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For records. this seems to be working, none of the other option worked sort -t "," -k2,2 -k1,1 -r output.txt| awk -F "," '!a[$2]++'|head -100


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500 million rows is a lot of data so you may want to be looking a more scalable way to handle the job. That said doing this with standard Linux utilities is achievable. Assuming your data is in a file called data.txt you can print it to the terminal using cat: $ cat data.txt 1616.93,ac:22:0b:a6:22:c3 2872.32,c0:bd:d1:36:bb:49 3314.55,d4:0b:1a:39:19:b2 ...


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try BEGIN { srand() ;r=0 ; FS="," ; before="" ; } { if ( $1 > V[$2]) V[$2]=$1 ; if ( before != $2 && before != "" ) { r=rand()*100 ; if ( r > 50 ) printf "%s,%s\n",V[before],before ; } before=$2 ; } data-file.txt where if ( $1 > V[$2]) V[$2]=$1 ; get max value for mac if ( before != $2 && ...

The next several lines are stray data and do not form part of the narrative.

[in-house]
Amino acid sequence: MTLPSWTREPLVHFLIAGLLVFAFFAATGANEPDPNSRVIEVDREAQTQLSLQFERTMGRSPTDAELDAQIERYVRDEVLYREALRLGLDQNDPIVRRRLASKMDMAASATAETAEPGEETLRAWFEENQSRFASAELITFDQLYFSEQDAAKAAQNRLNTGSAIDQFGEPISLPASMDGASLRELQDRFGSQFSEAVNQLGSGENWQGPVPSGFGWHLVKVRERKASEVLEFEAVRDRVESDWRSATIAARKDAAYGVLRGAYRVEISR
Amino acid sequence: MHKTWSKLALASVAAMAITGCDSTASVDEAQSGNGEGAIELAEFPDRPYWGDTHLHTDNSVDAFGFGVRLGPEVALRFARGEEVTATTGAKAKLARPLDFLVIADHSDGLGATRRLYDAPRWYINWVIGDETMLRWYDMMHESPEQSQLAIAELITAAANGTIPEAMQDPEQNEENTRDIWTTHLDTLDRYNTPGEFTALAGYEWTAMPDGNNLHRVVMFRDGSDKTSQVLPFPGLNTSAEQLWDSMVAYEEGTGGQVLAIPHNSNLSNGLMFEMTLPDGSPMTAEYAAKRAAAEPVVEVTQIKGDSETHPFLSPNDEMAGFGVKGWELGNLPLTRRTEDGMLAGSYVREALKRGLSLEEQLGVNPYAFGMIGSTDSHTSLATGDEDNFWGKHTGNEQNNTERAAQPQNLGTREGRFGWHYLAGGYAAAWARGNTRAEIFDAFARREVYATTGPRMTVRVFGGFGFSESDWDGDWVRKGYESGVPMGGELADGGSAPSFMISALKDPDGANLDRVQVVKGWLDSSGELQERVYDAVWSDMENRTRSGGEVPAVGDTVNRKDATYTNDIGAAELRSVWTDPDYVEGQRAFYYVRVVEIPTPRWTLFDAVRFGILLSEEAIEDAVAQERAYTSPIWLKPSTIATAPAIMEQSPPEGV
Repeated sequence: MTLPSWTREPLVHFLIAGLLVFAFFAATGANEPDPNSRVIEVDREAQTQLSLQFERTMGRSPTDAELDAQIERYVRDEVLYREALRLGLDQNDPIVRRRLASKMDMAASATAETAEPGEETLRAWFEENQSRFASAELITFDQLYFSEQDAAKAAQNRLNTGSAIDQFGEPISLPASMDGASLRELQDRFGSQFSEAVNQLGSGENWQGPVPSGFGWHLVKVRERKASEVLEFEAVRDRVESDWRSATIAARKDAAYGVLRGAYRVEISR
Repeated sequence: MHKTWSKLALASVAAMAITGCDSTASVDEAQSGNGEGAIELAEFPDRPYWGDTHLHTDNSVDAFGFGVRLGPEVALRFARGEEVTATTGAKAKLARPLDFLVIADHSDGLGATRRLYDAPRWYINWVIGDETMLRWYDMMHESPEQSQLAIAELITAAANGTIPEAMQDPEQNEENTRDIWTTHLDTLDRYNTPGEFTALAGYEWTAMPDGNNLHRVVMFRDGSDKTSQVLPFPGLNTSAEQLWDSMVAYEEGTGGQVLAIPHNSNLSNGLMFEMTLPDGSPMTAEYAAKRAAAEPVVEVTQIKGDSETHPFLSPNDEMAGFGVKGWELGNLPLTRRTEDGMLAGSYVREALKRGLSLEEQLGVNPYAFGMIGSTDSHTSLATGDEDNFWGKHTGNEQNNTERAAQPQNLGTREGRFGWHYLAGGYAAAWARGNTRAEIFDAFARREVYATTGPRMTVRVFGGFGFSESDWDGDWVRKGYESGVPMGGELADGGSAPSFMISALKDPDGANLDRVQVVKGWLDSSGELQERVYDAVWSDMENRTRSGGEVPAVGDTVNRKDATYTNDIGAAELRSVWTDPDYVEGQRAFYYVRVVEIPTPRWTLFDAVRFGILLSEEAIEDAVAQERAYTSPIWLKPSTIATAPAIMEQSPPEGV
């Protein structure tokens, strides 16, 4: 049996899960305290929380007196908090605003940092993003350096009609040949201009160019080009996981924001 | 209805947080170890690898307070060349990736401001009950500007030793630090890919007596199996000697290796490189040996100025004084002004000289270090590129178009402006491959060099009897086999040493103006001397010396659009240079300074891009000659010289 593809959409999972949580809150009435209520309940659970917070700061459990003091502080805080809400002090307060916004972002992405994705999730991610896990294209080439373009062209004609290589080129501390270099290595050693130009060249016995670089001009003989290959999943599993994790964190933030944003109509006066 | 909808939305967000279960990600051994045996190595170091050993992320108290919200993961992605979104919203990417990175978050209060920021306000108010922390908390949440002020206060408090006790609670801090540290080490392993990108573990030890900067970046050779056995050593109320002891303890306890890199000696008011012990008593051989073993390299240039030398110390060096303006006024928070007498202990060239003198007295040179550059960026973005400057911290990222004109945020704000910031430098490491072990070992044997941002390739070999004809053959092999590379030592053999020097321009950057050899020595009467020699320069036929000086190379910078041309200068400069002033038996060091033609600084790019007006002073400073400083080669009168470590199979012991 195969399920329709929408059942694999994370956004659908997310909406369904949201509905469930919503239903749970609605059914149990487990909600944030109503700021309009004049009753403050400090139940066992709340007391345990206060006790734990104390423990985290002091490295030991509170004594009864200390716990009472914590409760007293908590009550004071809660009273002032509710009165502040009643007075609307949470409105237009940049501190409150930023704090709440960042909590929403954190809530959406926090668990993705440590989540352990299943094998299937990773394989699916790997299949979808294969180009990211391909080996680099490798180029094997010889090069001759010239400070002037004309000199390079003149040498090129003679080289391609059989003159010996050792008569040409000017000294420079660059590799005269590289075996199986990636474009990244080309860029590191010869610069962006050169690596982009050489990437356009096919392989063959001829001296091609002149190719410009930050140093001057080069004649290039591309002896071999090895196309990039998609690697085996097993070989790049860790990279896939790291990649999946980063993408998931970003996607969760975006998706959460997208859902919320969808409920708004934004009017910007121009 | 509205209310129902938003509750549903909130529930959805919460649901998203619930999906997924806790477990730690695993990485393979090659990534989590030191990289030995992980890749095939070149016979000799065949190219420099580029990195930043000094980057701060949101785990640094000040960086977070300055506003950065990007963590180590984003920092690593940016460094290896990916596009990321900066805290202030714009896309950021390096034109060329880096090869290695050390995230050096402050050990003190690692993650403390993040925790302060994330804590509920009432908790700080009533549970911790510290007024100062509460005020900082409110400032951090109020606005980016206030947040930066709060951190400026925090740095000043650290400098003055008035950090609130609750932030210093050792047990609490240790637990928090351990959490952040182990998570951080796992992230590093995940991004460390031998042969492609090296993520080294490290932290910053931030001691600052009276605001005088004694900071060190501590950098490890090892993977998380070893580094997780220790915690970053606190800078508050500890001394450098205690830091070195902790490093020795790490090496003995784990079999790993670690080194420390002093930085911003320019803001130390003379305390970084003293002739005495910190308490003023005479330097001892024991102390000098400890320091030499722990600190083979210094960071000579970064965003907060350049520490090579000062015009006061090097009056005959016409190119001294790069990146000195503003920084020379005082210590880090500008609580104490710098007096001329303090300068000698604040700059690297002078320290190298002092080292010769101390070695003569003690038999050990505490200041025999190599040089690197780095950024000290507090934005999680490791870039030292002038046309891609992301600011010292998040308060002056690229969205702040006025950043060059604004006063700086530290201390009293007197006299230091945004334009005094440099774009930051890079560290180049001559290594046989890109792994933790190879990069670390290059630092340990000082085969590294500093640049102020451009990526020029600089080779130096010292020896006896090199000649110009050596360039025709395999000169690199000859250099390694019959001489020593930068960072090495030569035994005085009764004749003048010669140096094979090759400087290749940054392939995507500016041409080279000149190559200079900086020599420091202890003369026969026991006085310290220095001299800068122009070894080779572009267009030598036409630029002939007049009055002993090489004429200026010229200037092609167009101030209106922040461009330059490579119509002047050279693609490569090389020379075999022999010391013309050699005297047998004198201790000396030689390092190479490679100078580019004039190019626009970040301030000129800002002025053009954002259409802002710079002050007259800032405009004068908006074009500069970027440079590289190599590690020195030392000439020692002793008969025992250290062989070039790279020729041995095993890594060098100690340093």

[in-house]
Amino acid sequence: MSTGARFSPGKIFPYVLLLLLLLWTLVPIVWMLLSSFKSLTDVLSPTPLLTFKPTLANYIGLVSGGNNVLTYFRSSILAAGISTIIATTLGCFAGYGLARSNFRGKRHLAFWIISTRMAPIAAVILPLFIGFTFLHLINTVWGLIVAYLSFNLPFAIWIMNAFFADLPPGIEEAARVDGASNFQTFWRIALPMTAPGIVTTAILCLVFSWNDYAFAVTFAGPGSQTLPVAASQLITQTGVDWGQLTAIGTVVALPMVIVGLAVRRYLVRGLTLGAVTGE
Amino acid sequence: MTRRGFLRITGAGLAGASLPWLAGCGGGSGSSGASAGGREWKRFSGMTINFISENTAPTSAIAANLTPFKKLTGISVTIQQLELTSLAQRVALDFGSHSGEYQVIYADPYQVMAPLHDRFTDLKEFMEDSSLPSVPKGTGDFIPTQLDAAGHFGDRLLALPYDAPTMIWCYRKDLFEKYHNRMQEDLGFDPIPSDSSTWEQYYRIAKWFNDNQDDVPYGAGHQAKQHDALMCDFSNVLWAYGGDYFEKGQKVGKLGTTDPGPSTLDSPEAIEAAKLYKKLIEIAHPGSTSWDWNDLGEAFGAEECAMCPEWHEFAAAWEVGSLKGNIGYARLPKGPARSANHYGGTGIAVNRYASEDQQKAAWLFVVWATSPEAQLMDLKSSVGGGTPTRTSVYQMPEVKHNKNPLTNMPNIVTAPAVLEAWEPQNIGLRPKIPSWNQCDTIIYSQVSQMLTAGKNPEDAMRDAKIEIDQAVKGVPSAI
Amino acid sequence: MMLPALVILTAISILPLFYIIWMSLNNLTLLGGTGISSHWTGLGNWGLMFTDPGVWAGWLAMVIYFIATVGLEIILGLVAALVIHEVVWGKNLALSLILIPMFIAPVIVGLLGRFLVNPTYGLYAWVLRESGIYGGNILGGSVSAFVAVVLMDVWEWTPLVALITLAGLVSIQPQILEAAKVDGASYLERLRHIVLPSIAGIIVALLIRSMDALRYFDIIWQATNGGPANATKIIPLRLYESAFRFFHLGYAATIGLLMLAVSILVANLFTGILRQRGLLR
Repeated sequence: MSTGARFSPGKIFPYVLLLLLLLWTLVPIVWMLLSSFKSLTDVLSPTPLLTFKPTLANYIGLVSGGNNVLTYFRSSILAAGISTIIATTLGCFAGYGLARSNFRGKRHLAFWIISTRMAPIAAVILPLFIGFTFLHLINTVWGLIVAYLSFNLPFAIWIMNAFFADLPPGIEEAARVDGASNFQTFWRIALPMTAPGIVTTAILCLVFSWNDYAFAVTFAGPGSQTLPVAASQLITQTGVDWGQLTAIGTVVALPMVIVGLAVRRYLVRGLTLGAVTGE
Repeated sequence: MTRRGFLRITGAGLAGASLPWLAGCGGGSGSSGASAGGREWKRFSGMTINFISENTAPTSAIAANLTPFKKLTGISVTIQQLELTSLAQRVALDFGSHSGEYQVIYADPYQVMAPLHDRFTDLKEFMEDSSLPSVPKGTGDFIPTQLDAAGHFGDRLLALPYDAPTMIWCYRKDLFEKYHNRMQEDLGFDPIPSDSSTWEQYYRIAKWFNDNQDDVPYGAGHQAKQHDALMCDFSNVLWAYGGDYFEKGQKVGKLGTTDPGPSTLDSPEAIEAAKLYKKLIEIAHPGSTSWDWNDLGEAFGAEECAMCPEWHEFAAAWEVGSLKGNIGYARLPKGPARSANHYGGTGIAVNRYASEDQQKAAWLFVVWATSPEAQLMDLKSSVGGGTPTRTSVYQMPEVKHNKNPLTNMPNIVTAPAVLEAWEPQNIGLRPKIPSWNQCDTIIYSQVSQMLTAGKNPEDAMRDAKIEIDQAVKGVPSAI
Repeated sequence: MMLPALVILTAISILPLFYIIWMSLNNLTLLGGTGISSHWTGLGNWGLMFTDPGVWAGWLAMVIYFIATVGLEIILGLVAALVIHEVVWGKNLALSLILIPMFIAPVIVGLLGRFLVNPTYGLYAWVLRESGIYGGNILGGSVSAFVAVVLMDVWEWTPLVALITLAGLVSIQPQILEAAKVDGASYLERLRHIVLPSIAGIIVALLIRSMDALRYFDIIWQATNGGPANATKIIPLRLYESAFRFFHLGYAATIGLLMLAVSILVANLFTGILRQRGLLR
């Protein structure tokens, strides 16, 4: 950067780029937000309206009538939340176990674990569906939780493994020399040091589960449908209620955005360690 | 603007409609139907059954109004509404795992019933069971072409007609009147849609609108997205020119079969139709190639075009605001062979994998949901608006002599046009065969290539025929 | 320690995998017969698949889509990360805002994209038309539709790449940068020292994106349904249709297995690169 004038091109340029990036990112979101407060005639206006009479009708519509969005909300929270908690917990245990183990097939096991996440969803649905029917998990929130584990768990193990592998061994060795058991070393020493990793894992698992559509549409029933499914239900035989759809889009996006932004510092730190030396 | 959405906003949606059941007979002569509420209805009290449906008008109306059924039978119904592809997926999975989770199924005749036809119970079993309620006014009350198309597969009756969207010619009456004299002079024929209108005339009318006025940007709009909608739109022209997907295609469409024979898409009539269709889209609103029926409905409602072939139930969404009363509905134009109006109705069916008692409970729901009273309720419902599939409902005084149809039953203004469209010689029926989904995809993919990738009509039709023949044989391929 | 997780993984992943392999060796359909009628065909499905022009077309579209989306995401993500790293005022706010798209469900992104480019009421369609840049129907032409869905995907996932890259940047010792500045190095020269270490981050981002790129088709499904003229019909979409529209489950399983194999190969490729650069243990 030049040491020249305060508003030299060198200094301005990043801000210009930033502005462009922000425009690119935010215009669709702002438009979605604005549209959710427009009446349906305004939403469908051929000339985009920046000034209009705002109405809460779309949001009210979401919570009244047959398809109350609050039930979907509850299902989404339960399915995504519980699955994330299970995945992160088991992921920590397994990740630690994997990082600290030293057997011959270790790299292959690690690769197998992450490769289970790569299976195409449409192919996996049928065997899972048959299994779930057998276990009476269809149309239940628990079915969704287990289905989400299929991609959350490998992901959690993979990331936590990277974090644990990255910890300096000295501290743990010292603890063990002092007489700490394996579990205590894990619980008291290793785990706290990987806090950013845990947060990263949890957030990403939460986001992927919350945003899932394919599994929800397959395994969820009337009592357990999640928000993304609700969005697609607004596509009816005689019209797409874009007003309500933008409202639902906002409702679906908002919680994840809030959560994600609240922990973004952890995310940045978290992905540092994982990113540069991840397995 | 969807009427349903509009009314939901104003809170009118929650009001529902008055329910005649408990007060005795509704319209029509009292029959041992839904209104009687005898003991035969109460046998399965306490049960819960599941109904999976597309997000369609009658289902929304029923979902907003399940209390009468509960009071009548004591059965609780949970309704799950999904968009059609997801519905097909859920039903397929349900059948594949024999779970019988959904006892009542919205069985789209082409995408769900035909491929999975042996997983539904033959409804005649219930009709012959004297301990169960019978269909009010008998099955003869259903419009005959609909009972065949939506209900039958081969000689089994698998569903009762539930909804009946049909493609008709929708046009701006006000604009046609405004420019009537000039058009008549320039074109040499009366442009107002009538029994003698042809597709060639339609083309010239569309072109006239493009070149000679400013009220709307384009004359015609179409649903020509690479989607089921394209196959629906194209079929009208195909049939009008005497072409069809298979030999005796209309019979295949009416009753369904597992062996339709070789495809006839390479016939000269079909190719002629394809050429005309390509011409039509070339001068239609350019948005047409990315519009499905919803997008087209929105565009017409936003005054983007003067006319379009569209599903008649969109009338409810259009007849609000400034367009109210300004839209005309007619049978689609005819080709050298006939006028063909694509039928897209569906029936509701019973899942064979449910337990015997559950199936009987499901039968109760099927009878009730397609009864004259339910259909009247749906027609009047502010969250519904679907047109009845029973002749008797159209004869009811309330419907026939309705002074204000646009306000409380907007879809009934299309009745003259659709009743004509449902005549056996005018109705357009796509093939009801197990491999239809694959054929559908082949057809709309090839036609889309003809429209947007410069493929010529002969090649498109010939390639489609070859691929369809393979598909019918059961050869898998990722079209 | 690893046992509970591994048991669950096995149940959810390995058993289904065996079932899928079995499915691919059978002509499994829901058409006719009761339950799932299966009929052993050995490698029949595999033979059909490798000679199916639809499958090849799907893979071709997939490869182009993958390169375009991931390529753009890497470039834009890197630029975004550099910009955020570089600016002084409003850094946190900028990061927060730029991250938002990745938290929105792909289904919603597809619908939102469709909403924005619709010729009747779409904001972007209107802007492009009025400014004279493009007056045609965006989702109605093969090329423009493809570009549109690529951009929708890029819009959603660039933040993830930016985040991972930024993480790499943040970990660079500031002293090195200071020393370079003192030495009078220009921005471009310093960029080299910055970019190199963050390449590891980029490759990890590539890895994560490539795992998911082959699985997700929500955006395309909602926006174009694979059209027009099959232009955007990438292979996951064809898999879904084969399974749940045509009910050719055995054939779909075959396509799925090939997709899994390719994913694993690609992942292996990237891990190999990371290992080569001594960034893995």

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The solution is actually almost too simple: foo | column without any arguments to column does the trick. I think I have never actively used column without -t before. Thanks to steeldriver for the suggestion to leave out this argument.


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Another option: echo $(foo) | fold where you can specify -w WIDTH to use something other than 80 columns.


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This command prints out chars 4 to 500 of every line of file.gff, hence cutting out the first 3 chars, and saves the results in newfile.gff: cut -c4-500 file.gff > newfile.gff Increase the upper bound accordingly if your lines are longer than 500 chars.



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